ARMD: ANALYSIS OF GENE EXPRESSION IN THE HUMAN RETINA

TITLE: AGE RELATED MACULAR DEGENERATION: ANALYSIS OF GENE EXPRESSION IN THE HUMAN RETINA
SPONSOR:

Global Ophthalmology Awards Program from BAYER

CO-SPONSOR:
TIMEFRAME: November 2012 – November 2013 (1 Year)
THEME: Age-Related Macular Degeneration
STATUS: CLOSED
GRANT AMOUNT: 25.000 US$
FBOV ROLE: Coordinator
PARTNERS INVOLVED: University of Parma (Italy)
P.I. : Dr. Diego PONZIN, MD

SUMMARY: A genetic origin of the Age-Related Macular Degeneration (ARMD) has been inferred (genes of the immune system, H-factor of the complement, etc.), but related studies have so far been carried out in the genome of peripheral blood cells and never in ocular tissues. The reasons behind this are the huge practical difficulties encountered in obtaining human retina/choroid samples for research purposes, and in rapidly processing the genetic material extracted from these samples.

 

OBJECTIVES/SCOPE :The aim of this research project is to study potential alterations in gene expression directly in the retinal/choroid tissues of subjects affected by ARMD.

 

SUMMARY OF METHODS: Human retina and choroid will be harvested from the donor eyes, which corneas will be used for transplantation. Half of each sample will be analysed for histological research of signs of ARMD (presence of “drusen” in dry ARMD, and of vessels from the choroid in exudative ARMD), with the other half being used for RNA extraction. Preliminary results have already validated protocols for extraction of good quality RNA (RIN>8) from retina/choroid samples of human eye bulbs (Mora P et al., Retina-The Journal of Retinal and Vitreous Diseases 2010; 30: 1555). Gene expression in affected subjects will be evaluated by means of microarray (Microarray Scanner System G2565AA), and compared with that of healthy donors. The identification of one or more genes which are “up”- or “down”-regulated might allow us to identify alterations in the molecular patterns of diseased tissues.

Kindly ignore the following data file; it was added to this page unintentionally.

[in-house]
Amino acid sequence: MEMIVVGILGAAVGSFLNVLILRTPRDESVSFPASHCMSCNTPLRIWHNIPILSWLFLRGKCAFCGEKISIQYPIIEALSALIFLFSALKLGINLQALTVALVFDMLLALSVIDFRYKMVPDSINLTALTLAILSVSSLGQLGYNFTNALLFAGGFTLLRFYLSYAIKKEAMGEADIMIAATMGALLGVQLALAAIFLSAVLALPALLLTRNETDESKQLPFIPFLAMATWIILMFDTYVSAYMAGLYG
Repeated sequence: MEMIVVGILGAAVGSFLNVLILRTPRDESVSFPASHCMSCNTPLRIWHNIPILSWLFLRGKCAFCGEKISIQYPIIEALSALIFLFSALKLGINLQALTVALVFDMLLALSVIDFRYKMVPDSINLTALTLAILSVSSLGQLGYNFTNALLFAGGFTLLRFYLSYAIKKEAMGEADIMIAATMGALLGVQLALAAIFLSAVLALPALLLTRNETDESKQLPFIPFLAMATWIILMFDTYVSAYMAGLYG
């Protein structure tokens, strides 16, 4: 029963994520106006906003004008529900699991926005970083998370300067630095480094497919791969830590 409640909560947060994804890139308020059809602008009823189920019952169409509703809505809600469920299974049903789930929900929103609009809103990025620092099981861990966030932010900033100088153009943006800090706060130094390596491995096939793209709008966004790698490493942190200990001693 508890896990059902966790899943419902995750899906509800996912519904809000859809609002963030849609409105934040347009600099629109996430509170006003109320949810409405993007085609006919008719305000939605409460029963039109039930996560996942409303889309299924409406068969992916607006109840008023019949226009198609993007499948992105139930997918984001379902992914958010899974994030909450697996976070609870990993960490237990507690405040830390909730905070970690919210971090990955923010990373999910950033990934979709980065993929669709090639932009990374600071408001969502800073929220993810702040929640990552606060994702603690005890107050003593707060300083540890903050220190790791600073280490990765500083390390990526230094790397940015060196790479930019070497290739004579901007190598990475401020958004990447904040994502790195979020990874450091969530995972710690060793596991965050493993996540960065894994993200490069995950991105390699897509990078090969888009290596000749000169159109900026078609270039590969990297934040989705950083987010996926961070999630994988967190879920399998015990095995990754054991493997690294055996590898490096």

EXPECTED RESULTS: So far, no gene expression studies have directly involved the tissues affected with ARMD, i.e. the human retina and choroid. Microarray-based analyses will allow identifying which genes are mostly deregulated in ARMD, and they might therefore provide a new key to the pathogenesis of the disease. It is worth remembering that the finding of significantly increased levels of VEGF in the vitreous humor of patients with neo-vascular ARMD has been the basis for the therapeutic application of anti-VEGF. Our findings might therefore suggest new potential pharmaceutical targets for patients with ARMD or identify further genes linked to the risk of having/developing ARMD.

 

PUBLICATIONS:

 

ABSTRACTS/POSTERS TO CONFERENCES:

 

Further details can be found at the following link: http://www.bayer-ophthalmology-awards.com/html/b-about-d.html

 

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